Using Passive Solar Design to Reduce Energy Bills

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By Brett Reilly

Summer is over, the temperatures are dropping and there are fewer hours of sunlight in each day but even with fewer hours of sunlight it is still more than enough to heat a home and generate energy. Sunlight can be harnessed in the fall and winter to heat homes or any building. The sun will have fewer hours in the sky this time of year but it will be enough to generate substantial electricity through photovoltaic (PV) panels.

This technique of capturing heat from sunlight in the colder months of the year is called passive solar design. The idea has been used for a millennium and dates back to the ancient civilizations of the Aztec, Greek, and Chinese. The ancient Greek philosopher Aeschylus wrote: “Only primitives & barbarians lack knowledge of houses turned to face the Winter sun.”

Technically speaking passive solar design has five elements; aperture, absorber, thermal mass, distribution, and control. What this means is that direct sunlight enters a building through window glass (aperture); heats and stores the heat in parts of the building that are dark and solid like tile floors and granite countertops (absorber, thermal mass); the heat circulates (distribution); and extended eaves shade the aperture in the summer time (control).

For passive solar design to work the windows need to be facing south and cannot be shaded by trees or other buildings. A great example of passive solar design is the No Energy Bill model built by Tapa Homes, located in Milford. The back of the home features a wall of windows, two foot eaves, and no obstruction of the winter sun. The inside of the home has dark hardwood floors, dark granite countertops, and knee walls strategically placed to act as an absorber and thermal mass. The fans in each room control the heat by cooling in summer and moving the heat around the house in the winter.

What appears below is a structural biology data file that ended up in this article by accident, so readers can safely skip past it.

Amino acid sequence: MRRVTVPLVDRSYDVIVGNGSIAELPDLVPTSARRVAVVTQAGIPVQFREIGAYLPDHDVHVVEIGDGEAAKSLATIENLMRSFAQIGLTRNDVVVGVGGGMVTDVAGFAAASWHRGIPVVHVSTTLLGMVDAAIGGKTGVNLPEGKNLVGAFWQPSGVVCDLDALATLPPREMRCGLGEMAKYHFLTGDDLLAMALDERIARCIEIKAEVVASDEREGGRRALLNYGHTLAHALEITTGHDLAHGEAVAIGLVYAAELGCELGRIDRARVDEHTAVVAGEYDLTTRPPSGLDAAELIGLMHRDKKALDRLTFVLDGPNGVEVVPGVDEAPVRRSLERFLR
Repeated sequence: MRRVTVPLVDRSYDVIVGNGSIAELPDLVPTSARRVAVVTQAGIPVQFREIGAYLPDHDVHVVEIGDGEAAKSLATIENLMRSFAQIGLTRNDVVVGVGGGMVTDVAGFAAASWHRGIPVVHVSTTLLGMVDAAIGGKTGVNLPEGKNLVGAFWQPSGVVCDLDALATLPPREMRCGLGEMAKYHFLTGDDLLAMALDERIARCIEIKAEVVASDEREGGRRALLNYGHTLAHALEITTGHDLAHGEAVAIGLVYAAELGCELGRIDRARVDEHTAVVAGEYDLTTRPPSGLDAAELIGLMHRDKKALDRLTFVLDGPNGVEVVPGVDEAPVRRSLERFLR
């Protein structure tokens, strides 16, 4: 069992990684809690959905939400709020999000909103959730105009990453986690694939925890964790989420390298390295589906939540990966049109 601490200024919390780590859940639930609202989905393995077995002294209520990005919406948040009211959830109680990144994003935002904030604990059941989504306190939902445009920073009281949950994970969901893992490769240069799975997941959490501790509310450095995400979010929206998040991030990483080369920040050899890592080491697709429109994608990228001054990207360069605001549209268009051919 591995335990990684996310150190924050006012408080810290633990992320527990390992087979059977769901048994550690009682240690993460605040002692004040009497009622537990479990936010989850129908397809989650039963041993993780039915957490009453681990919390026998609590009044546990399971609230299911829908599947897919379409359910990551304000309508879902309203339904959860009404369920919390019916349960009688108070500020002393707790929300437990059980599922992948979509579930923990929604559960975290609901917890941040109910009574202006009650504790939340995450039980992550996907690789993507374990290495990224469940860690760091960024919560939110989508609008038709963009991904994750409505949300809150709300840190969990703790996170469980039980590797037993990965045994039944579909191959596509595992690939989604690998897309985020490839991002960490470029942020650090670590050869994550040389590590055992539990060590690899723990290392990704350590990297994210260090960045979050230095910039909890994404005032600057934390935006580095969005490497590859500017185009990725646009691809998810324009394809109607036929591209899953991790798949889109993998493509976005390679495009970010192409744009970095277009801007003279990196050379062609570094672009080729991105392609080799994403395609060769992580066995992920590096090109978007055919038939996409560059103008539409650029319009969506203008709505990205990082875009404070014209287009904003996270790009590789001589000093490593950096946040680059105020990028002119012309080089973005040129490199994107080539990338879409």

The No Energy Bill model home has a 4 kilowatt array of PV solar panels that has produced more that 6,000 kilowatt hours in the last year. PV solar panels absorb solar radiation which is converted into electricity. The sun light can be direct or indirect; as long as the sun shines the panels will make electricity. Cloudy days and rainy days only reduce the amount of electricity produced; not stop it.

The combination of passive solar design, PV solar panels, and other efficiencies can drastically reduce electricity usage, lower and even reduce energy bills. Civilizations from thousands of years ago were able to keep their homes warm in the winter without electricity or burning fossil fuels like oil, propane, coal, or natural gas. They understood the power of the sun and the principles of passive solar design. It is very easy to incorporate these principles in today’s building design with little or no additional costs. The sun can also help energize our homes directly with the use of PV solar panels. Every year the cost of electricity goes up and the cost of PV solar panels go down. It will not be long before everyone can benefit from both of these great technologies.